Towards the end of my last blog post, I mentioned in passing Oswald Spengler, who was a German historian and writer in the early 20th century. Spengler gained notoriety and fame in Germany, but was largely censored and suppressed in Anglo-America. Nevertheless, some of the most prominent activists and writers in Anglo-America such as Malcolm X and Henry Kissinger were able to get a hold of Spengler’s work, come under his influence, and in turn make an impact on world affairs. I am yet another American writer who was able to get a hold of Spengler’s work, and in turn I can affirm the profundity of his work, which is largely overlooked in the United States amongst scholars and thinkers.
Spengler’s most famous work is titled “The Decline of the West,” which was published shortly after the end of the First World War. “The Decline of the West” consists of two volumes. The first volume is titled “Form and Actuality,” and the second volume is titled “Perspectives of World History.” The main theme of the first volume (“Form and Actuality”) had the most impact on Islamic writers of the modern age, whose critiques of the Western world were affirmed by the theme which Spengler set out in the first volume of his book. The main theme of Spengler’s first volume is that the lack of authenticity, care, and sincerity on the part of the West when it comes to acknowledging world history and managing world affairs is the major factor in the differentiation between the West and other cultures.
The second volume of Spengler’s work (“Perspectives of World History”) begins with a bang. Before going into the characteristics and histories of different cultures, Spengler argues that world history and international affairs are shaped by great men, and in turn great men are defined by the greatness of their imagination, vision, and thought. Also, with the greatness of their imagination, vision, and thought, great men do not allow “mass-souls” to master them. Rather, with the greatness of their imagination, vision, and thought, great men master the “mass-souls” who are around them. Spengler then goes on to explain the characteristics and histories of different cultures, and argues that cultures are essentially organisms, and history predestines each culture’s lifespan. Thus, the West is a culture with a predestined lifespan just like any other culture, and that the West’s lifespan will conclude sometime in the beginning of the 21st century.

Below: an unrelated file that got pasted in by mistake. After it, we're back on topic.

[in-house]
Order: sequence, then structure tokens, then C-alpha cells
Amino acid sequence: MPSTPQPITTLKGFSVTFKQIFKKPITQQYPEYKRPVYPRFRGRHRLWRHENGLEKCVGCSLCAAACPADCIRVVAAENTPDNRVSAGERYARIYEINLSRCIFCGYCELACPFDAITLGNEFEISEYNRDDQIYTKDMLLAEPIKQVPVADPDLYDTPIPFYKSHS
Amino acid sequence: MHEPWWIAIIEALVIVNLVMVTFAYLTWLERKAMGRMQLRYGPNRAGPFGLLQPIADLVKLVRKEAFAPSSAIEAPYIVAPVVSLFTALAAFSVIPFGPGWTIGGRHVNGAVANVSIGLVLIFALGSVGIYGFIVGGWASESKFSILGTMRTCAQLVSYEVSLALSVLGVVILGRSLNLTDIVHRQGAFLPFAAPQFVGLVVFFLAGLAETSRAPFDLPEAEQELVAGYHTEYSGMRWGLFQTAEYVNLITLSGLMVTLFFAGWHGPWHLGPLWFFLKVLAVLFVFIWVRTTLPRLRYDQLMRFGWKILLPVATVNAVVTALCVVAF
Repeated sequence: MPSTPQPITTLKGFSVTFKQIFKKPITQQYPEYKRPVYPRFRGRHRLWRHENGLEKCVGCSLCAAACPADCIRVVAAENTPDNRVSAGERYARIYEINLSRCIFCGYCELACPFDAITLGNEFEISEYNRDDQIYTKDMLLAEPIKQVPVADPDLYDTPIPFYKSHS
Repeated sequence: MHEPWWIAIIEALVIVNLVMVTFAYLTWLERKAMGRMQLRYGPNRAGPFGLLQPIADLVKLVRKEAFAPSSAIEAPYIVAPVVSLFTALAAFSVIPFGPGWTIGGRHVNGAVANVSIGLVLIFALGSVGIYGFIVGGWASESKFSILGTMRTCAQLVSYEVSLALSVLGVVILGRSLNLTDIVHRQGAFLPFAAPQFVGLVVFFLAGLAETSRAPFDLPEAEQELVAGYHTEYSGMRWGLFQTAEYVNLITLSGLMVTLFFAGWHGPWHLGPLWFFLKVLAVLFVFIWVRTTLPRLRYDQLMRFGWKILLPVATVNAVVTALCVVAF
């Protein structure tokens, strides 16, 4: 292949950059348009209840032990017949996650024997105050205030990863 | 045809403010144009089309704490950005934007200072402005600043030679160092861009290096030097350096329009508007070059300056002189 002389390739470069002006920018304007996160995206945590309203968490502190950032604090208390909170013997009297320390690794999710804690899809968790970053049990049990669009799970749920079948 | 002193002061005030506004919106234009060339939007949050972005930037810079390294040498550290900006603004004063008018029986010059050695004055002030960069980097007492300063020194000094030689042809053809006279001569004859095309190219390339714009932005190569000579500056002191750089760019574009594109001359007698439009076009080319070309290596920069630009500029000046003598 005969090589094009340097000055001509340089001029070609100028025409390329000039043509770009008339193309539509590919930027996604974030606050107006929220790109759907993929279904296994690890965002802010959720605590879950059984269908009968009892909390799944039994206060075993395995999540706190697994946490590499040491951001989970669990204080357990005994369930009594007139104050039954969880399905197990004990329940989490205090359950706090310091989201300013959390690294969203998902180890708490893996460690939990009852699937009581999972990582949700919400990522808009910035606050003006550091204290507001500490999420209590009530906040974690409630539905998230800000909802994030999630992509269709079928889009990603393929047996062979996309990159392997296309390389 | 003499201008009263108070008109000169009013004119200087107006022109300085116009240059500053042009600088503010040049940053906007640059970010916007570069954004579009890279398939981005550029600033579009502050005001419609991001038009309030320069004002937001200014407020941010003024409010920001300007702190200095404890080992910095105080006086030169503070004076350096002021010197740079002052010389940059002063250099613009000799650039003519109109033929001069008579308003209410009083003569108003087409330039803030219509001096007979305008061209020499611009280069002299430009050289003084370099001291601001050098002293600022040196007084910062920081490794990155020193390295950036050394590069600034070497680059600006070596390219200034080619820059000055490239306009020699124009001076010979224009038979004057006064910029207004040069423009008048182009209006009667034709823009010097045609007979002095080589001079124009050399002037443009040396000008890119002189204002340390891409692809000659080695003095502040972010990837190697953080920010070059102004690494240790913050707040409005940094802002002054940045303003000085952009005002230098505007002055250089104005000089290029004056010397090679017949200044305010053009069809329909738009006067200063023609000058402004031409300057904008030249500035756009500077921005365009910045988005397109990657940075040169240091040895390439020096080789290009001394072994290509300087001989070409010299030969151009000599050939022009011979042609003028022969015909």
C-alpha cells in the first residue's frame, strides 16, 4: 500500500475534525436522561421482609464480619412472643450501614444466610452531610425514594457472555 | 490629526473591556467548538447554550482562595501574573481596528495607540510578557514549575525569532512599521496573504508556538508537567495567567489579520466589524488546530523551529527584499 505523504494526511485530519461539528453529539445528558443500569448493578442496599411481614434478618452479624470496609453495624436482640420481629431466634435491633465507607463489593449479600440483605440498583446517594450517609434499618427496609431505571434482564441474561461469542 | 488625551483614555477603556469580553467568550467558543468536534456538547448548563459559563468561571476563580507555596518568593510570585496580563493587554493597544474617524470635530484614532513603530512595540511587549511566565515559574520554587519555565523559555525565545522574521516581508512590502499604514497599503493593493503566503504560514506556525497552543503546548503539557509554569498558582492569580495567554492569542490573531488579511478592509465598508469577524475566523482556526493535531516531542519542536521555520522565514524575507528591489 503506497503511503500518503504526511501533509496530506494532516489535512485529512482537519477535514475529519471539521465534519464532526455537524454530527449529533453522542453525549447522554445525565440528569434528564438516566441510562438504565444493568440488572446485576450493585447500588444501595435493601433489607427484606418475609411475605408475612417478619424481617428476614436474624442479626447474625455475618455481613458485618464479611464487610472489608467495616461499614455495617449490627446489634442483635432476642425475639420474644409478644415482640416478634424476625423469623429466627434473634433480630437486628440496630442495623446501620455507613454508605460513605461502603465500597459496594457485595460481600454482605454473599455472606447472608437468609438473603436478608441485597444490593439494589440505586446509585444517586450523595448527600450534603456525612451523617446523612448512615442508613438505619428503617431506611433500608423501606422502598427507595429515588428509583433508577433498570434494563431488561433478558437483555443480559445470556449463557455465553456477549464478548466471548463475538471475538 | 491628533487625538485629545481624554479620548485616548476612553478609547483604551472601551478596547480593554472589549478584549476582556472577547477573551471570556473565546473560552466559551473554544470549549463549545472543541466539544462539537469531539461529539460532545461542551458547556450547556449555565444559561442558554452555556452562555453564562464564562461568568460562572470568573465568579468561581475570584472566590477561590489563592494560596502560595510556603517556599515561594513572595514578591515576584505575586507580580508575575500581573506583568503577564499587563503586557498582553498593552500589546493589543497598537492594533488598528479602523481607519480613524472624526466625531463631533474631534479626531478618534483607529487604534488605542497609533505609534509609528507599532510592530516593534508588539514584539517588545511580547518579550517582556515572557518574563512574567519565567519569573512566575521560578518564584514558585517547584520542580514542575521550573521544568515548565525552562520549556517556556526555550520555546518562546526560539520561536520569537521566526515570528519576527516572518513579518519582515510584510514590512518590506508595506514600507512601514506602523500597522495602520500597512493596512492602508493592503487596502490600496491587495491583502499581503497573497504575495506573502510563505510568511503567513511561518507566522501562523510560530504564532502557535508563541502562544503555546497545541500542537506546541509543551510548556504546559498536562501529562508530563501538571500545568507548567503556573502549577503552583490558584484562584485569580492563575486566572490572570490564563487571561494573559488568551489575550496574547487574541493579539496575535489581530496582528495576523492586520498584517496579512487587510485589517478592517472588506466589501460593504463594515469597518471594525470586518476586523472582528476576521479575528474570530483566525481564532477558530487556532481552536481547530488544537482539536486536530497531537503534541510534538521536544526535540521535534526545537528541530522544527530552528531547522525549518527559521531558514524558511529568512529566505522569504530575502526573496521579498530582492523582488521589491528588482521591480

After the lifespan of the West concludes sometime in the beginning of the 21st century, Spengler argued that a great man will lead world affairs and orchestrate world affairs. While condemning antisemitism, Spengler argued that Jews do not have loyalty to the Western societies which they live in, and that Jews are essentially a “foreign body” within Western societies who do not really care about the West and only care for themselves.
Also, the West’s lifespan has reached a point where Xi Jinping responds to Joe Biden’s “Summit for Democracy” by pointing out that “democracy” is America’s “weapon of mass destruction.” Wherever America takes “democracy,” destruction follows, as in the case of Afghanistan and the Middle East. In order to know what is going on at the moment, one must know history. And in order to truly understand the history of the West, one has to know about Spengler.